Sunday Times: Unspeakability

What if something that defined your family story, an event that made you who you are today, was possibly rooted in a severe injustice?  What would you do next?  Would you speak openly about your fears, doubts and questions?  Or would you let it be, knowing that certainty may not be possible and that speaking is painful?

Yesterday the New York Times featured a story on international adoption from China.  It was a follow-up to an August 5 piece that highlighted a “lucrative black market in children” in some provinces of China.  The end result is a chance, however slight (and that number is very hard to know) that adoptive parents in the U.S. came by their children after they were forcibly taken from their birth families.

Yang Qinzheng, with his two grandchildren. His third grandchild was seized in 2005.

I don’t really intend to comment about the issue itself right now.  What I’d like to note is the way that unspeakability plays into the situation.  Here’s what I mean:

Most parents contacted for this article declined to comment or agreed to speak only on the condition of anonymity. Several said they never discussed trafficking, even with other adoptive parents. To a query from The New York Times posted on a Web forum for adoptive parents, one parent urged silence, writing, “The more we put China child trafficking out there, the more chances your child has to encounter a schoolmate saying, ‘Oh, were you stolen from your bio family?’”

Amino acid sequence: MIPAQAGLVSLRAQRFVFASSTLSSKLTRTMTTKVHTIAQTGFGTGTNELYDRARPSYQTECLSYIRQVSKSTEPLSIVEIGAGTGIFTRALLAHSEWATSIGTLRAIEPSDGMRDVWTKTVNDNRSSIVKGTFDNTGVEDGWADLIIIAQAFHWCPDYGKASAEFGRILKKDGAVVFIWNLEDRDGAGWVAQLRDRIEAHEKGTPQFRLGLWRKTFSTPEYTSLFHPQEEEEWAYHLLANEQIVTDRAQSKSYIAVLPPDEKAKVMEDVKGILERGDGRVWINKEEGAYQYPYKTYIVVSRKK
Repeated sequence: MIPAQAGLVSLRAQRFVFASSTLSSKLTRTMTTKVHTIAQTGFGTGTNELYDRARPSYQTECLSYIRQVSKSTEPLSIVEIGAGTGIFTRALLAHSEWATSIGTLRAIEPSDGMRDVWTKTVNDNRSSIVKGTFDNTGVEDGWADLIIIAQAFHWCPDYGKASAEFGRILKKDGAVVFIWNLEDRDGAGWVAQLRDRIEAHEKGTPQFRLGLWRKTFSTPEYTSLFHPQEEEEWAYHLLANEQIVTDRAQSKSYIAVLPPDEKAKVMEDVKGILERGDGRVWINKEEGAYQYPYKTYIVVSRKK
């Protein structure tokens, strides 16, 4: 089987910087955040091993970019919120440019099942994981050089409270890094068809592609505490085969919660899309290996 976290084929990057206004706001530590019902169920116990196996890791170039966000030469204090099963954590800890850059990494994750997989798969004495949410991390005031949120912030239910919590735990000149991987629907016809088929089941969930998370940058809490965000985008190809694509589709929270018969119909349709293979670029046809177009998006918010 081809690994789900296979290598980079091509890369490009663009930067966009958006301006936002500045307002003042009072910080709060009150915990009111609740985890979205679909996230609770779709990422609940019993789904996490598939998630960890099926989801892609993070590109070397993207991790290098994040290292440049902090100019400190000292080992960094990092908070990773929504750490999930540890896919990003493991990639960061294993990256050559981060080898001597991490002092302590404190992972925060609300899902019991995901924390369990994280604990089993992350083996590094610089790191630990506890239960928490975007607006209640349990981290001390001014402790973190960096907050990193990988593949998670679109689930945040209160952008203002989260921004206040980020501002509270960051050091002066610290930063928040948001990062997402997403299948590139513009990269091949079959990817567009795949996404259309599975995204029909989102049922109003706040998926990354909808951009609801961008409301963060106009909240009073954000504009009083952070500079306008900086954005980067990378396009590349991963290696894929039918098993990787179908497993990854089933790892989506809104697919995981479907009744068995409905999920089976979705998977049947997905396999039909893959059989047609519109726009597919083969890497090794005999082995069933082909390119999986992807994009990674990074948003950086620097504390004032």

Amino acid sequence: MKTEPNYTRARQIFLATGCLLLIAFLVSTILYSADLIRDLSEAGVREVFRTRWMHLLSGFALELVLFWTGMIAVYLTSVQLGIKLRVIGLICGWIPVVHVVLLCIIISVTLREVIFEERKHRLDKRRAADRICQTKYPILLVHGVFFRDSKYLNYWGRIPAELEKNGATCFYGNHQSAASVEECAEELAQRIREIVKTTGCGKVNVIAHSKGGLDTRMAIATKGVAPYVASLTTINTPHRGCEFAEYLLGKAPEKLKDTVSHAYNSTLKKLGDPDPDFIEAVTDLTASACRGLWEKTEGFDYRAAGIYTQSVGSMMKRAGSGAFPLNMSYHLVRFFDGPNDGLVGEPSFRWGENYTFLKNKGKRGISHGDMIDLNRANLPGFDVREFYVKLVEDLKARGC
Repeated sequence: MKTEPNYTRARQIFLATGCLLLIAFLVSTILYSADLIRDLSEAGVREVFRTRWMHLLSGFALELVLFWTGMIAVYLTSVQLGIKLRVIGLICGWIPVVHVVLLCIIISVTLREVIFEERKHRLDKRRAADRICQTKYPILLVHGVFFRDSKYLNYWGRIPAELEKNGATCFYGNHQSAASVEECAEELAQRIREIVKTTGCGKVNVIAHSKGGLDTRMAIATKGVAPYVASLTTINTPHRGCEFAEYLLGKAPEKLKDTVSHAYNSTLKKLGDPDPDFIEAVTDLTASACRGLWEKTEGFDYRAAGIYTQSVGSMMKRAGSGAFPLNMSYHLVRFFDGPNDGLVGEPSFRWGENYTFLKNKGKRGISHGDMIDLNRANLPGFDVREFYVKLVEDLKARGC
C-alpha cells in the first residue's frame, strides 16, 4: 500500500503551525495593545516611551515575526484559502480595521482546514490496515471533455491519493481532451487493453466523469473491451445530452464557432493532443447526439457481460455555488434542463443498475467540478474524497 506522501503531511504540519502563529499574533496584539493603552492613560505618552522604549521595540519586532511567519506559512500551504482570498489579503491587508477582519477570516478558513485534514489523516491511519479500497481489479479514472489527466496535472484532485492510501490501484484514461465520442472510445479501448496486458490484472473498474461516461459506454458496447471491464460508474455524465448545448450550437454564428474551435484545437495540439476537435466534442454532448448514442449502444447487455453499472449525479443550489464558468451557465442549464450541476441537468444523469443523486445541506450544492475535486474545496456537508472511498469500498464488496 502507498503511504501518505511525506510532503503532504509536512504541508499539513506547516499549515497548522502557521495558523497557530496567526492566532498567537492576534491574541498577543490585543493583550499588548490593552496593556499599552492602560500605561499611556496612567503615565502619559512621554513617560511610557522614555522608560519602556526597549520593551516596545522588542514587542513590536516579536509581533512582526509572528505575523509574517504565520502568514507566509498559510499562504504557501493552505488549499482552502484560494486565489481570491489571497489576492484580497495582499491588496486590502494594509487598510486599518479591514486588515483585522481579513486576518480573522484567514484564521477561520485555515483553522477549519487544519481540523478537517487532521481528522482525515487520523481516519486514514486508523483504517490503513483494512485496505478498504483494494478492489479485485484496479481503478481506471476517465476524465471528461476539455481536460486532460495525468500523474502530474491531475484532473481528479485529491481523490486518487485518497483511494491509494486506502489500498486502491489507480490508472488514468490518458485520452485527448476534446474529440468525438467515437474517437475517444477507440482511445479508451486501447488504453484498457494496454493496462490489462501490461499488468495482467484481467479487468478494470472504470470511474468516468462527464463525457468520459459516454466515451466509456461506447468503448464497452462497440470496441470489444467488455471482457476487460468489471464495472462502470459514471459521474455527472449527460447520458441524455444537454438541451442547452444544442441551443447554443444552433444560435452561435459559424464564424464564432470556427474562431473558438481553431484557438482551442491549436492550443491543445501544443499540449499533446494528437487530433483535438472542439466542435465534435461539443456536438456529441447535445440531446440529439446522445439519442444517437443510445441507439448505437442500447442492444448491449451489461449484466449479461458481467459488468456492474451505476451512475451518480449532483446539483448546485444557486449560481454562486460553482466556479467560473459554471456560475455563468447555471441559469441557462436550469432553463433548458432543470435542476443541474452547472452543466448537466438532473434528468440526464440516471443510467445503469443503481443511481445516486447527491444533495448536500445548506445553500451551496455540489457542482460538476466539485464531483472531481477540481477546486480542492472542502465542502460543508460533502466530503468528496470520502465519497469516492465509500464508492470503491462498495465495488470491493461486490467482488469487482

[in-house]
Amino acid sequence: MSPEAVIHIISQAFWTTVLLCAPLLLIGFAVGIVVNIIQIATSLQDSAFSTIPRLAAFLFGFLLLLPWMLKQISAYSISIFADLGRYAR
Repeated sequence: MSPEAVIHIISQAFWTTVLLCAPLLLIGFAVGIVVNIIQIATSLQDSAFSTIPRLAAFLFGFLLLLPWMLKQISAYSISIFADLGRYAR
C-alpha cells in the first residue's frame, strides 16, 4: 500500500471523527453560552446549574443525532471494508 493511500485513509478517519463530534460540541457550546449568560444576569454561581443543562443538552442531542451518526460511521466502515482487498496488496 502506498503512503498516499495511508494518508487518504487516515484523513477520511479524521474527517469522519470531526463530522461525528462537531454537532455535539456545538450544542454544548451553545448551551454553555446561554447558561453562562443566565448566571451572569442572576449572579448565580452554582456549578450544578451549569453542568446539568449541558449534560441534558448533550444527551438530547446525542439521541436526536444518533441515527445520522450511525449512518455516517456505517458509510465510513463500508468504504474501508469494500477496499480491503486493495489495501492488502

One of my grad school professors talked consistently to us about the danger of unspeakability–when something is off limits, you empower that something in dangerous ways.

Elie Wiesel writes, “I swore never to be silent whenever and wherever human beings endure suffering and humiliation. We must always take sides. Neutrality helps the oppressor, never the victim. Silence encourages the tormentor, never the tormented.”

We need to speak, however clumsily, about any situation connected with injustice.  There cannot be things we just won’t talk about.

The more we put China child trafficking out there, the more chances your child has to encounter a schoolmate saying, ‘Oh, were you stolen from your bio family?’”

Perhaps, on the other hand, the less we put China child trafficking out there, the more chances there are that the answer is ‘yes.’

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